the best camera

I heard (or read) somewhere the idea that “the best camera is the one you have.” The idea behind this quote is that however fancy a camera you own or are getting or whatever perfect lens you use is only perfect when you have it for the picture you want to take. I own a decent Nikon D3000 but when I witness something downtown that I want a picture of, the best camera for that is my phone. I regards to software this usually means that the perfect software for a person is the one that is out and usable. I could be working on the greatest DB of all time, but for anyone (myself included) the best one at the moment is the one that I can use. To me, this has always meant that shipping is one of the most important features of a project.

For a project, getting it to the point of MVP, or Minimum Viable Product, should be the number 1 goal. For my side projects, I go through the ideas that I have about it, classify the ones that are paramount for the result to be the minimum of what it needs to be to be usable. Once I reach this, I begin to prepare the code to “ship” (in regards to an open source project, it doesn’t really change much, since the code has been and will continue to be available this entire time). For me, to ship means to have it in a state that is easy for others to set up, configure, and use (because ultimately the reason for writing the code is that someone will use it). This usually means consolidating anything that is hardcoded for dev to be configurable, documenting the setup process, possibly scripting various behaviors (such as authing with an OAuth system and storing the token and configuring how the token is stored), and noting/supporting the limits in other systems.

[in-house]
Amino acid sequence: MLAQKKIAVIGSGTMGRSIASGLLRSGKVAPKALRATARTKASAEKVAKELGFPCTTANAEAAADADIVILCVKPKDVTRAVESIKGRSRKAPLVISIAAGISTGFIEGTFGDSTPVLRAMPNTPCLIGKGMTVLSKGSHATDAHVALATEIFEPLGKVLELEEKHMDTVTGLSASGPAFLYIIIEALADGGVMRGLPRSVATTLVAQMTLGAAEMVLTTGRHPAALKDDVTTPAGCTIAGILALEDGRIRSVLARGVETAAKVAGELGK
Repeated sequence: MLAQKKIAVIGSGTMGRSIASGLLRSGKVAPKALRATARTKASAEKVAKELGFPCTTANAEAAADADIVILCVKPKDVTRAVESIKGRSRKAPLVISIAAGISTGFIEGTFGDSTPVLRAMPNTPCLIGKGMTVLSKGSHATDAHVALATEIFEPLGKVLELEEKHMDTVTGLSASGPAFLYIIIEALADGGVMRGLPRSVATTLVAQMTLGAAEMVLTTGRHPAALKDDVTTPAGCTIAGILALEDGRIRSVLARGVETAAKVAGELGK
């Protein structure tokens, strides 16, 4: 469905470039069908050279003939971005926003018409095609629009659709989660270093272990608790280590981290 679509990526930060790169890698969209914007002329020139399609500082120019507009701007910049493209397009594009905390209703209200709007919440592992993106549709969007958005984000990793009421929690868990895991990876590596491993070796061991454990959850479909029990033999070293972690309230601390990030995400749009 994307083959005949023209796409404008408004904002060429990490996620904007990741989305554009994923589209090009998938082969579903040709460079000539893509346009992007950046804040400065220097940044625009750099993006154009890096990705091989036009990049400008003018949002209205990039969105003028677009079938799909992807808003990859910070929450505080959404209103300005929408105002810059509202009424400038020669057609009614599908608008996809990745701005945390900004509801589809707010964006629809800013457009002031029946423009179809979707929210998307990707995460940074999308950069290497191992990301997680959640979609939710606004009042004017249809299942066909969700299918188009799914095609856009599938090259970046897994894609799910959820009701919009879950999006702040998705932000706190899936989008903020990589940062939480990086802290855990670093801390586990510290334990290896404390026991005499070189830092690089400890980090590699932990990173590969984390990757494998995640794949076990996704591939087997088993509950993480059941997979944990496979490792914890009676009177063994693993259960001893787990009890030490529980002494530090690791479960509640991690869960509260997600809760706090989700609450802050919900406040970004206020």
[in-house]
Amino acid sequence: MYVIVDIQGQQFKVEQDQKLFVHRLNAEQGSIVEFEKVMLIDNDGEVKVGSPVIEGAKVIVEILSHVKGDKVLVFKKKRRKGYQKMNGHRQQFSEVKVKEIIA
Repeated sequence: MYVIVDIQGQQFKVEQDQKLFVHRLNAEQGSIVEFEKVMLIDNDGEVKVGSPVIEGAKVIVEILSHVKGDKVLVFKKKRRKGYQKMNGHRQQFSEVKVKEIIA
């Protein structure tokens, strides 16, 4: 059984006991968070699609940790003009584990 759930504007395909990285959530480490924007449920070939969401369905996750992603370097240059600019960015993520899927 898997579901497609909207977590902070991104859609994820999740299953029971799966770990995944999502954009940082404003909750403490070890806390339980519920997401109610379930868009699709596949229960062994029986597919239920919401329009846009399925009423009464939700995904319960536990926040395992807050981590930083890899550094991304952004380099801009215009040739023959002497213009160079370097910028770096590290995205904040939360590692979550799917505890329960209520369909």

A lot of developers get very attached to the dreaming state of a project, lets be honest, thinking of all the cool things you can do with this idea really is a lot of fun. But sitting around and coming up with ideas and implementing them will not get the code out into the open and people using it. It will remain in some sad state between a dream and reality. In a side project I did for work, I presented the state I had it in a few weeks ago, I regarded the backend to be in the MVP state and was just trying to iron out the frontend. When people started hearing about it, they wanted to start adding all sorts of features or additional behaviors but I had to step up and keep them on task and get something out to be used. To me, the most important feature of this side project is getting it shipped, used, and discover what really doesn’t work for the overall user. Those are the features that are most needed. Once you get it to a state where most users are fine with it, then you can start adding in new features.

So the steps in writing a new application:

  1. Figure out the criteria for the MVP
  2. Start writing code
  3. When the application fits the criteria, begin to prepare to ship
  4. Ship, tag the repo, and begin on the new stuff